Now is the time to vaccinate

Osage County Health Department

Getting all of the recommended vaccines is one of the most important things a parent can do to protect his child’s health, especially when he is in school or a day care center where disease outbreaks can occur. Whether it’s a baby starting at a new day care facility, a toddler heading to preschool, a student going back to elementary, middle or high school – or even a college freshman – parents should check their child’s vaccine records.

“When parents are preparing to send their child to day care, school or college, it’s the perfect time to ensure he or she is up to date on all recommended and required vaccines,” said Interim Regional Administrative Director Kelli Rader. “Following the recommended immunization schedule helps prevent against a number of vaccine-preventable diseases.”

Child care facilities, schools and colleges are highly susceptible to outbreaks of infectious diseases. Children can easily transmit illnesses to one another due to poor hand washing, uncovered coughs, and close contact with many people. When children aren’t vaccinated, they are at increased risk for disease and can spread disease to others in their classrooms and communities. This includes babies too young to be fully vaccinated and people with weakened immune systems due to cancer or other health conditions.

The Osage County Health Department offers all required vaccines for school children and teens 18 years of age and younger Monday through Friday 8 am to 12pm and 1 pm through 4 pm as a walk-in or call for an appointment. Parents of children with private health insurance or SoonerCare health insurance are encouraged to take their children to their regular health care provider or clinic to receive these vaccines.

Children attending day care facilities in Oklahoma must also be up to date for their age with childhood vaccines. The 2019-2020 Guide to Immunization Requirements in Oklahoma for children in school or day care is available on the Oklahoma State Department of Health website at:.

Kindergarten Students

Children entering kindergarten should be up to date for all immunizations required for school. The standard 4-year-old immunizations provide boosters or additional doses of four vaccines:

• MMR (measles, mumps and rubella vaccine)

• Polio

• DTaP (diphtheria, tetanus and pertussis vaccines)

• Varicella (Chicken Pox)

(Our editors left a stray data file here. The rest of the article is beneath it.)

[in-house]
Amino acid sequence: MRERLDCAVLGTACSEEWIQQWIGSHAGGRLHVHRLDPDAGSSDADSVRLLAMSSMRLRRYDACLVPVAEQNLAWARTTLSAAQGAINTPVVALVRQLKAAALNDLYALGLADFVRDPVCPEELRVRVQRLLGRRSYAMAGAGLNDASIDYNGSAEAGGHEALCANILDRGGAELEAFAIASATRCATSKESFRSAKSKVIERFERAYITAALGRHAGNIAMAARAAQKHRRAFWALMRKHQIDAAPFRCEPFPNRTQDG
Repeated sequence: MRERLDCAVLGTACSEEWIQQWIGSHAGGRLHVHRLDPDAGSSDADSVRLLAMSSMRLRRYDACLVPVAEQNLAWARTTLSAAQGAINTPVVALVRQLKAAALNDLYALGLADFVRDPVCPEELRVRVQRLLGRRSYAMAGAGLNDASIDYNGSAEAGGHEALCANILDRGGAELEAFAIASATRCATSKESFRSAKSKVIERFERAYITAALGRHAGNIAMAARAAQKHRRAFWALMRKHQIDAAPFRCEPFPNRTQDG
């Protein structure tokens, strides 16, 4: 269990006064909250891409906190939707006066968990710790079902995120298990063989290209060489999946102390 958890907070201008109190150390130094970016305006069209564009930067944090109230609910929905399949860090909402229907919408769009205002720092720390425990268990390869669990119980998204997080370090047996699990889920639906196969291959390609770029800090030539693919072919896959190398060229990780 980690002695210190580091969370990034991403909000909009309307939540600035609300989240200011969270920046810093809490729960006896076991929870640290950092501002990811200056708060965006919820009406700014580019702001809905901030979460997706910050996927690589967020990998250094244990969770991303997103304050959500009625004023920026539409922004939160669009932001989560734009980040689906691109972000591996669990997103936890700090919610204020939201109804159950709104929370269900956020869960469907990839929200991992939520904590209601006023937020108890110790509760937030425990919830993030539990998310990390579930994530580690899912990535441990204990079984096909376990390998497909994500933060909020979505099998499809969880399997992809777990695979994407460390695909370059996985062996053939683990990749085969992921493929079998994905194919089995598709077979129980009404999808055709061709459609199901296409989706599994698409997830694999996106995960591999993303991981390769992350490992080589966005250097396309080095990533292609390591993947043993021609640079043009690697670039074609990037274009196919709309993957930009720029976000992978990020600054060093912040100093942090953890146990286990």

The second dose of chickenpox vaccine is recommended, but not required by Oklahoma’s school law.

Children who recently moved to Oklahoma may also need two doses of hepatitis A vaccination, which is required for students in all grades in Oklahoma. Students need at least one dose of hepatitis A vaccine to start school. A second dose is due six to 18 months later.

Grades 7- 12

Students in grades 7-12 are required to have one dose of Tdap vaccine, which protects against tetanus, diphtheria and pertussis (whooping cough). This is necessary for adolescents and adults so they won’t contract whooping cough and infect babies and toddlers.

Parents and teens, both boys and girls, are strongly urged to ask their health care provider for HPV (human papillomavirus) vaccine, which prevents several types of cancer. The immune response to the HPV vaccine is better in pre-teens and can mean better protection for teens. New guidelines for completion of the HPV vaccine series is now two doses separated by 6 – 12 months if the first dose is given before the child’s 15th birthday.

The meningococcal vaccine (MCV4) is also important for adolescent and teen health. The MCV4 vaccine protects against the devastating effects of bacteria that cause meningitis or a life-threatening bloodstream infection. Meningococcal disease is relatively rare, but if contracted, can cause death in less than 48 hours and leave those who survive with life-long problems such as brain damage or limb amputation.

HPV and MCV4 are recommended for all kids at 11-12 years of age with a booster of MCV4 at age 16. The meningococcal vaccine is required for first-time college students who will live in on-campus student housing. College students are also required to have MMR and hepatitis B vaccines.

Another vaccine which is recommended for some adolescents is serogroup B meningococcal vaccine (MenB). It is recommended for children 10 years and older with an increased risk for serogroup B meningococcal infections. The preferred age for immunization of healthy adolescents is 16-18 years of age. Parents should discuss with their child’s provider the child’s meningococcal risk factors, and the potential benefits of MenB vaccination.

For more information about immunizations, call the Osage County Health Department at 918-287-3740 or contact your health care provider.